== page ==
1000% agree. I actually have a great support system, online and off. But I often don’t reach out, because MI tells me “no one really wants to hear about it, suck it up and deal on your own, loser.” Having people who initiate conversations, even just say “I’m sorry, that sucks,” is vital.

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just-tea-thanks: jooshbag: mookybear12404: mookybear12404: Can we please please normalize…





Can we please please normalize subtitles? 

Subtitles are:

1. A necessity for deaf people

2. REALLY helpful for those who are partially deaf, have APD (like me and my sister) or any other hearing problem

3. really helpful for those who can’t focus well, especially for those with ADD/ADHD (like me)

4. Is incredibly helpful for people learning a second language, or for bilingual people who can read better than they can hear 

5. Even if you aren’t into learning the language, there are countless amazing foreign movies and songs you really can’t enjoy without subtitles!

6. Can help people (like my sister) who have reading comprehension 

7. Can help when you’re having a party and you don’t want to pause every time someone wants to make a comment/joke

8. Can help when the characters in the show have a heavy accent (especially in period shows) 

9. Let’s be honest subtitles can really add to the humor of the show! (”sobs mathematically”, “screeches loudly”, “angrily fixes bowtie”)

10. Can let people watch content without headphones, or in areas of loud noises. 

11. Alternatively, If someone has sensitive hearing or is triggered by loud noises, they can turn the volume down low and still be able to enjoy the content

12. The last bit is VERY true for movies where they switch between soft speaking and LOUD BOOMING NOISES (I’m looking at you hunger games)

13. Very good for helping young kids recognize and associate words and learn to read faster!

14. Really good when you’re eating chips/crunchy candy and can’t hear the movie


I can’t even tell you how many of my friends made fun of me for needing subtitles, to the point of where I just don’t bother with them anymore. Asking for subtitles at an event is the scariest thing I can imagine. People often complain that it “gets in the way” of their movie. Watching shows (especially in loud areas or with people who talk a lot) is incredibly frustrating for me. People often think I’m stupid for not understanding a show or needing to rewind when someone talks. Most Youtube users don’t bother to create subtitles for their videos (and auto-generated subtitles are crap). I just wish people were nicer to people who need subtitles, and that they were more accessible on other platforms.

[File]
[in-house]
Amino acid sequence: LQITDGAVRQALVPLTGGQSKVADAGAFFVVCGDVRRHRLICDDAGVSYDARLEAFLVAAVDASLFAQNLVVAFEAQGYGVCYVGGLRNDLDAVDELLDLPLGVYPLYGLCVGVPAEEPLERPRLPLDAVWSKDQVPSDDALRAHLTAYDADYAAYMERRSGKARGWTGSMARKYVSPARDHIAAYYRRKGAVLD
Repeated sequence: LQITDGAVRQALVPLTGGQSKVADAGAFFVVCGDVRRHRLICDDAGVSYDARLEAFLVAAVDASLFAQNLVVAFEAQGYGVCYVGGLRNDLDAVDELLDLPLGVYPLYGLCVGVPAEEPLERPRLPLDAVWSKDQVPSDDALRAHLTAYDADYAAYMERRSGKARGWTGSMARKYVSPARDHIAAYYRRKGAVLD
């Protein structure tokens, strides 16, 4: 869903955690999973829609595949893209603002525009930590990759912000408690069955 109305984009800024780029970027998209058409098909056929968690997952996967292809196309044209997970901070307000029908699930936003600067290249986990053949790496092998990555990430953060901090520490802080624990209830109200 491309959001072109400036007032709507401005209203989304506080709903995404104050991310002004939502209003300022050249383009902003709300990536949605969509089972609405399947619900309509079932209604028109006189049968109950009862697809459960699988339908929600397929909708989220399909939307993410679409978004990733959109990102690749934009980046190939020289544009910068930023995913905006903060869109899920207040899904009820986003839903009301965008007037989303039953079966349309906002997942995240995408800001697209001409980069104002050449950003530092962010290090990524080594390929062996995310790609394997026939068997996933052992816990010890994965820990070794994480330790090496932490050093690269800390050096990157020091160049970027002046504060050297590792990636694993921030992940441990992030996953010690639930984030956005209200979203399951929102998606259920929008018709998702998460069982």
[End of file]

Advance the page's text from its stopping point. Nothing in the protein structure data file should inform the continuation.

My mom is unilaterally deaf, but we’ve used subtitles since long before any hearing problems occurred. Sometimes the dialog-to-music ratio is off as fuck in the master, and subtitles help to balance that.

On Sunday I went to a GoT viewing party. When I mentioned to the other party goers that my husband and I use subtitles when we watch TV (I have APD), I was pleasantly surprised when many of the other party goers said that that was the way they preferred to watch TV as well. 

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adhdronanlynch: trapqueenkoopa: shadywinters: advicefromsurvivors: When your child says “Why…





When your child says “Why can’t I get a puppy?”

Instead of defaulting to “My house, my rules”

Try “Any pet is a lot of responsibility. A puppy would have to be fed, walked, and taken outside to use the bathroom several times a day and taken for regular check-ups and vaccinations at the vet. You can’t do all of that by yourself, and I/we don’t have the time or money either.”

When your teenager says “Why can’t I come home at 2:00 this Saturday?”

Instead of defaulting to “My house, my rules!”

Try “The time you come home is a matter of respect and consideration. I/We will not only be concerned for your safety, but we would either be disturbed in the middle of the night when you arrive or forced to stay up for several extra hours waiting.”

When your child says “Why am I not allowed to do this thing?”

Instead of defaulting to “My house, my rules!”

Try actually communicating a legitimate reason, because children pick up on subtlety and on context and on the unspoken messages, and it’s better to teach children lessons like “You should think really hard before taking on new responsibilities” and “It’s important to show consideration for the needs of the people with whom you share a living space” than lessons like “It’s okay for people to demand your absolute obedience so long as you’re dependent on them for survival.”